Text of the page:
The Spittelau waste-to-energy plant is an example of opposition coming together in consensus over WTE. It was built in Vienna in 1971 with the purpose of addressing district heating and waste management issues. Much later awareness of the risks of dioxins emitted by such plants grew and the people’s faith in the technology was called into question. It also became a political issue whereby opposition parties challenged the mayor on the suitability of the plant. The economic interests of landfill owners also lay in the shutting down of the WTE facility. The alternative was to retrofit the same plant with advanced technology that would remove the dioxins through Selective Catalytic Reduction (SCR).

Through public discussions it appeared that the majority of the people were against the plant altogether though thorough studies by informed researchers showed that the science backs WTE. The mayor, Helmut Zilk eventually consulted Green Party members on how to make this technology better perceived in the eyes of the people, and asked the famous Austrian artist Freidensreich Hundertwasser, who was a green party member to design the look of the plant. Freidensreich Hundertwasser after carefully studying the subject wrote a letter of support, stating his belief as to why WTE was needed and accepted Mayor Helmut Zilk’s request. Later public opinion polls showed that there were a majority of people who were either in favor of or not opinionated about the plant, with only 3% in outright opposition of the plant.

Polarized Discussion

Waste-to-Energy or recycling has kept public discourse from questioning whether there may not be intermediate or case specific solutions. This polarization serves to move the conversation nowhere. For now it can be agreed that landfills are devastating in their contribution to Climate Change and must be done away with. The choice then, of treatment processes for municipal solid waste are plentiful. If after recovery of recyclable materials there remains a sizeable waste stream the option of waste-to-energy can be explored.

Primary Considerations

  • Environmental implications (i.e. CO2 emissions vis-à-vis the next best fuel source) given the composition of the local waste stream. If the waste stream consists of a high percentage of recyclables the more sustainable waste strategy would be to ramp up recycling efforts rather than to adopt WTE,
  • Likely composition and variation of the waste stream and the feasibility of the technology to handle such a waste stream,
  • Financial considerations with regards to the revenue stream from the WTE facility and its long term viability,
  • Efforts at making citizens aware of the high standards achieved by this technology in order to secure their approval.

Note: This excerpt is being published with the permission of our collaborative partner Be Waste Wise. The original excerpt and its video recording can be found at this link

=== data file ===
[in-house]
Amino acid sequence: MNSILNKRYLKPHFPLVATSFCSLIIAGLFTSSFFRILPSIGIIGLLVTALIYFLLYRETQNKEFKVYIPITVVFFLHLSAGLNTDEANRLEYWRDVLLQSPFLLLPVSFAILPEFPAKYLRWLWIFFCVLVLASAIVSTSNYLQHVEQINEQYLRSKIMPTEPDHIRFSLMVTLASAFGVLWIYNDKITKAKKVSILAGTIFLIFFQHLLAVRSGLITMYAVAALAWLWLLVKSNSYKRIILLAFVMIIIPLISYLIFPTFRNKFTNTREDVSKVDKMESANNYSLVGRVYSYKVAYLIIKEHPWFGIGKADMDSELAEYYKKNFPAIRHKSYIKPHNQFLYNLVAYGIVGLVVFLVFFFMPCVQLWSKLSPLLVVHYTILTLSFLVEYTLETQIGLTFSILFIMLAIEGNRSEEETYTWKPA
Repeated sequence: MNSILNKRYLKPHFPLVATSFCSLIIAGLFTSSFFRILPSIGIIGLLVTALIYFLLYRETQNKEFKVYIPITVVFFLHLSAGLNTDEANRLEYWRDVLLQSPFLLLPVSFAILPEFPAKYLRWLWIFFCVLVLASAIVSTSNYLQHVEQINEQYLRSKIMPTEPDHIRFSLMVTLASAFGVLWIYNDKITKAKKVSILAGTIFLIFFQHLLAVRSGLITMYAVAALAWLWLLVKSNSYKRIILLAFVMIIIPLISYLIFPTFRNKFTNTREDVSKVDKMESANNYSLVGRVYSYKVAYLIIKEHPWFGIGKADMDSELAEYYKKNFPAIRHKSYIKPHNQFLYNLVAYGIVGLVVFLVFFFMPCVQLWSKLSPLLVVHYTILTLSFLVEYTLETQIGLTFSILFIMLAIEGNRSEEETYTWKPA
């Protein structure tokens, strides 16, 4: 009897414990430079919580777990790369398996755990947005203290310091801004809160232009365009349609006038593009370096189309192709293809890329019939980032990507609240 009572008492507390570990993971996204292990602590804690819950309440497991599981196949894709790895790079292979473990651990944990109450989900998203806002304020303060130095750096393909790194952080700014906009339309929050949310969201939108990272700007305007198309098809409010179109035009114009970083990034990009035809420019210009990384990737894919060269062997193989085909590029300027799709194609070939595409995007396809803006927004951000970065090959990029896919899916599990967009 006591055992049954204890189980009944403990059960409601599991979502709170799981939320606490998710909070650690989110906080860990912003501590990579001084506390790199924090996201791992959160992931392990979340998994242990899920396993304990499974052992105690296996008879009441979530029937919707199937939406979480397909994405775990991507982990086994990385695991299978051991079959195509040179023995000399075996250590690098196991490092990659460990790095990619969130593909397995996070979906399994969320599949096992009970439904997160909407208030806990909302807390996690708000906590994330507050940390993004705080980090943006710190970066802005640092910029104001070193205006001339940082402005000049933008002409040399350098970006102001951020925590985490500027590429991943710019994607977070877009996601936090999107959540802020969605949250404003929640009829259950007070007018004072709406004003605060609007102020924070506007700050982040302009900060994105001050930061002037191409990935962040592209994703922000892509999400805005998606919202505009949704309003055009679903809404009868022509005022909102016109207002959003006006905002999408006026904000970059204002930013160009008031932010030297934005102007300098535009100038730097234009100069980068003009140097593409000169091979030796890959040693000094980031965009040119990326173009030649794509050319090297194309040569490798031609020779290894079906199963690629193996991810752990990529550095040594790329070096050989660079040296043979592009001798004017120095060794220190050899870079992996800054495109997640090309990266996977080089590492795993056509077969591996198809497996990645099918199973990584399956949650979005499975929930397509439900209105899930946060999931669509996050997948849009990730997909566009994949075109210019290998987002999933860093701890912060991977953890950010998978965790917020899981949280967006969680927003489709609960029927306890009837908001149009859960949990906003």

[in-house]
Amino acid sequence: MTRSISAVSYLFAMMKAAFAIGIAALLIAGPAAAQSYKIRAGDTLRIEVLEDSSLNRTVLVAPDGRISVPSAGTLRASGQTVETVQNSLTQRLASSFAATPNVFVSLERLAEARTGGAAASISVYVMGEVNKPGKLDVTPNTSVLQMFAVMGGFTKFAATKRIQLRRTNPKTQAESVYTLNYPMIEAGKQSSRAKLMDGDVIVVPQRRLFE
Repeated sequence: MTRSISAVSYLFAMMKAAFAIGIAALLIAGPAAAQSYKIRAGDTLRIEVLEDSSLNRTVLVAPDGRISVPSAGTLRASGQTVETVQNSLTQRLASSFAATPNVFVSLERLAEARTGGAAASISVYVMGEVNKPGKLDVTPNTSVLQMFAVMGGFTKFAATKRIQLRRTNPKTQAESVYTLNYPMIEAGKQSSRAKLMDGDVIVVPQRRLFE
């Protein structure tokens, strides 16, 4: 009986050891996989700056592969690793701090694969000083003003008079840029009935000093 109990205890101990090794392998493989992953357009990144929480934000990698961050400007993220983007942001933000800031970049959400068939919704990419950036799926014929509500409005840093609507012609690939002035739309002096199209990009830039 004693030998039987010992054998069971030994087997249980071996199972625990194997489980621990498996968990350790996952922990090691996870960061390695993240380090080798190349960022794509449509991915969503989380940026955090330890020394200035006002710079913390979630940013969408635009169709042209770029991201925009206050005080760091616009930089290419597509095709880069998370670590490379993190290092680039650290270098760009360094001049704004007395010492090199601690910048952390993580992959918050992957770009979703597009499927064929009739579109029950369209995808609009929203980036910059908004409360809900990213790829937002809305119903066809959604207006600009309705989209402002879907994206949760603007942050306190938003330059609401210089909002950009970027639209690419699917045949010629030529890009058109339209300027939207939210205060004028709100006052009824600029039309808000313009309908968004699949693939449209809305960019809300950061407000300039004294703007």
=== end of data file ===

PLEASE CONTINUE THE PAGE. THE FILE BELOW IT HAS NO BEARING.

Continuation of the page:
Green Financing as a Tool for Sustainable Development

Climate change and environmental damage due to human activity is now an accepted fact. Thankfully, investors and financial organizations are finally recognizing the importance of changing our ways and investing in sustainable technologies. This type of green financing is allowing them to recognize the environmental and financial benefits of these new technologies.

Green SMEs

Today we’ll cover how green financing can be used to encourage sustainable development on the company and individual scale.

What is Green Financing?

Green financing at its most basic is the use of public money, private loans, and micro-lending to support sustainability. The goal of green financing is to encourage change in favor of environmentally friendly actions.

It can be everything from large scale investment into tools to fight climate change all the way down to small personal online loans next day for consumers. This allows everyone to do their part to help promote sustainability.

Most green loans are tied to specific metrics. They can cover everything from large companies to the type of washing machine you purchase.

How Green Financing Works

Like any financial product there’s a huge range of green financing options. One of the most prominent examples is sustainability-focused venture capital firms.

These VC firms search for early-stage startups with a focus on the environment. They combine their financial goals together with their vision of what the planet should be.

By far the largest subset of their focus is on reducing our dependence on fossil fuels and fighting emissions. On the individual scale there’s lots of focus on lowering your carbon footprint.

Lots of loans are specifically put in place for people to buy green friendly products.

What Qualifies as Sustainable Projects

There are tons of early to middle stage startups with a sustainability focus. These are all key examples of large scale green financing.